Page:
A UWO requires a respondent to explain the legitimacy of the source of funds they used to acquire property held in the UK or overseas, where there are ‘reasonable grounds’ to suspect that the person’s known lawful income would be insufficient to buy the relevant property, and where that person is either (i) a Politically Exposed Person (PEP), (ii) ‘connected with’ a PEP or (iii) there is suspicion that they are involved in serious crime. If the respondent cannot evidence legitimate funds, the property can be frozen or seized.

There are reputational and potential regulatory ramifications for any business which holds assets on behalf of a third party that is subject to a UWO.

The Act contains a number of changes to make it easier for UK authorities to obtain UWOs:

  • For property that has been held via offshore or trust structures, UWOs can be issued to any of a corporate respondent’s ‘responsible officers’, including its directors, board members, managers and trustees.
  • The Act limits the costs that enforcement authorities are required to pay as a result of a failed UWO application.  This  is likely to ramp up the use of UWOs by authorities, who will no longer be penalised where their application is unsuccessful.
  • The authorities are given much longer to investigate material received in response to an unexplained wealth order before discharging the interim freezing order over the assets in question (on court order, it can be extended from 60 to 186 days).

For businesses, particularly banks or firms holding assets of a respondent subject to a UWO, there may be considerable negative reputational issues from being associated with that individual, plus it may provoke some scrutiny by the authorities of the firm’s own due diligence and financial crime systems and controls.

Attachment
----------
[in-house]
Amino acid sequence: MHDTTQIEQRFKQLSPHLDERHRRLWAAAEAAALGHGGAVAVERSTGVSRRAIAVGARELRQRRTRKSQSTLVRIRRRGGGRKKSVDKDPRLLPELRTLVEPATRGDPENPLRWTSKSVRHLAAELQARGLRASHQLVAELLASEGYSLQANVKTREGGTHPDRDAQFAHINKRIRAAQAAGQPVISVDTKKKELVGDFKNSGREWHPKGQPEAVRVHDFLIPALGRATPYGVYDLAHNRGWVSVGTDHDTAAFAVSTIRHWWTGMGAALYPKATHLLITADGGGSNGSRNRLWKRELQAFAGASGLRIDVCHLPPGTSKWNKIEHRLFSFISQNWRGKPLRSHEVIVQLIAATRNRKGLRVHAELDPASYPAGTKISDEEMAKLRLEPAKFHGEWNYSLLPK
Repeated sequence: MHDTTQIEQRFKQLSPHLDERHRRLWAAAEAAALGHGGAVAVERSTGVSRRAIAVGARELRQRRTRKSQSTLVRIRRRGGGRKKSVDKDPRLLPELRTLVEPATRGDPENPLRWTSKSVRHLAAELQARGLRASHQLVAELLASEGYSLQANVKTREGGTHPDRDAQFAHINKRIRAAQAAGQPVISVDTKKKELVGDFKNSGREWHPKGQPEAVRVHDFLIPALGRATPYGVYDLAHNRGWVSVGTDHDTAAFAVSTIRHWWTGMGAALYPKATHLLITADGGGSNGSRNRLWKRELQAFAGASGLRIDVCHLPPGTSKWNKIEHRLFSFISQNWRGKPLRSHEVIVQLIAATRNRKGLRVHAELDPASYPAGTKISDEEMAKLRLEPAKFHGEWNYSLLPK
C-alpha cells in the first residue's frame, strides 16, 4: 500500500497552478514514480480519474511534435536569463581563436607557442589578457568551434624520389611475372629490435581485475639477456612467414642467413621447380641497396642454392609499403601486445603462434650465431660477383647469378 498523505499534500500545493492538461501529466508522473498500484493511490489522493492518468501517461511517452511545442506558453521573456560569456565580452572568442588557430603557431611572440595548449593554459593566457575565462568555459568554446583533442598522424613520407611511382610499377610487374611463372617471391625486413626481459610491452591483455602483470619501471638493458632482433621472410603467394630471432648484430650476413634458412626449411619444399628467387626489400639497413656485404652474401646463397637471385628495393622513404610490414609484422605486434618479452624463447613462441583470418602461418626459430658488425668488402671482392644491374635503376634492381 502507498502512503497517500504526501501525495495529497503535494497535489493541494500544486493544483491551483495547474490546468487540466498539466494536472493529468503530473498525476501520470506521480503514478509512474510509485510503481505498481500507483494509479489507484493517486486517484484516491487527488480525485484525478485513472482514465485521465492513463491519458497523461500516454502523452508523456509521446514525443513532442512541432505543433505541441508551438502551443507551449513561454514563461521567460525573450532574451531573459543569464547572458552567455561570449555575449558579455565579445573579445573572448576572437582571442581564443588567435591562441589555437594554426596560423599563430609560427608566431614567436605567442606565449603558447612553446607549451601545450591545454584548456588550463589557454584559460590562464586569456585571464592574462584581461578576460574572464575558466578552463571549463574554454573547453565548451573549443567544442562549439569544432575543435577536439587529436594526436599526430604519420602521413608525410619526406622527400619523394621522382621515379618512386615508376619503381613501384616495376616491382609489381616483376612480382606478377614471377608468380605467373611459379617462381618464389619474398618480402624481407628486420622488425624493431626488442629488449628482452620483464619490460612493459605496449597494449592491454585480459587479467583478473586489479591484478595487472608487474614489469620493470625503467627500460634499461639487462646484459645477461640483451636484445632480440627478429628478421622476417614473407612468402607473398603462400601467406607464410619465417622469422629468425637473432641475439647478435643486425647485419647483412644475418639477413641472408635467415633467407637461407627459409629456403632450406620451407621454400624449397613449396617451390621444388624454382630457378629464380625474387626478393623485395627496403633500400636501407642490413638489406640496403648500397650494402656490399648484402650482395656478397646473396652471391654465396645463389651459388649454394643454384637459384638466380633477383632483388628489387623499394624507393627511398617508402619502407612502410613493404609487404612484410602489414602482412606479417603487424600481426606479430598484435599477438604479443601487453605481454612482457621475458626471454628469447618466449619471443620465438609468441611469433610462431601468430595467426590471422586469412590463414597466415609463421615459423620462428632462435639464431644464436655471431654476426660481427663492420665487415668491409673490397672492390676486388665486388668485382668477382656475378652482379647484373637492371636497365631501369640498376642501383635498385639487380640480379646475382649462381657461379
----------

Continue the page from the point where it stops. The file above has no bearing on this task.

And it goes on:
Although UWO respondents are often wealthy individuals or corporates, properties are not always purchased in cash and may therefore be subject to a mortgage. Part of the income requirement test used to assess whether the legitimate sources of the individual’s income would have been sufficient to enable them to acquire the asset in question requires scrutinising the mortgagor, which may, as a result, inadvertently thrust the bank into the spotlight and increase scrutiny from authorities or regulators as to why its own due diligence did not pick up on the allegedly illicit funds.

Having a customer that is the respondent of a UWO does not necessarily mean that there has been a failure within the firm, either at customer onboarding or during the course of the business relationship. The firm should, however, actively review its relationship with the respondent once it becomes aware of the UWO but will obviously need to be alive to any legal restrictions on moving assets arising under a court order or applicable laws, including sanctions and money laundering laws.

Introduction of a new register of overseas entities owning property in the UK

The Act introduces a new register requiring an overseas entity owning property in the UK to register with Companies House and identify its beneficial owners. The Act will apply retrospectively to property acquired since January 1999 for property in England and Wales, and Scotland since December 2014.

Penalties for non-compliance include criminal liability which, depending on the offence, can be punishable by up to five years’ imprisonment for the most serious breaches and fines.  The Act allows for the imposition of a financial penalty by the Registrar of Companies, which may also include a charge on a property. 

Anyone with an interest in assets subject to restrictions imposed as a result of non-compliance with registration requirements may be impacted. As the Act will apply retrospectively, it is likely that we will see increased scrutiny on due diligence undertaken on transactions that involve the purchase of UK property, in particular regarding beneficial owners, Persons with Significant Control and connected individuals.

Footnotes:

s146 Policing and Crime Act 2017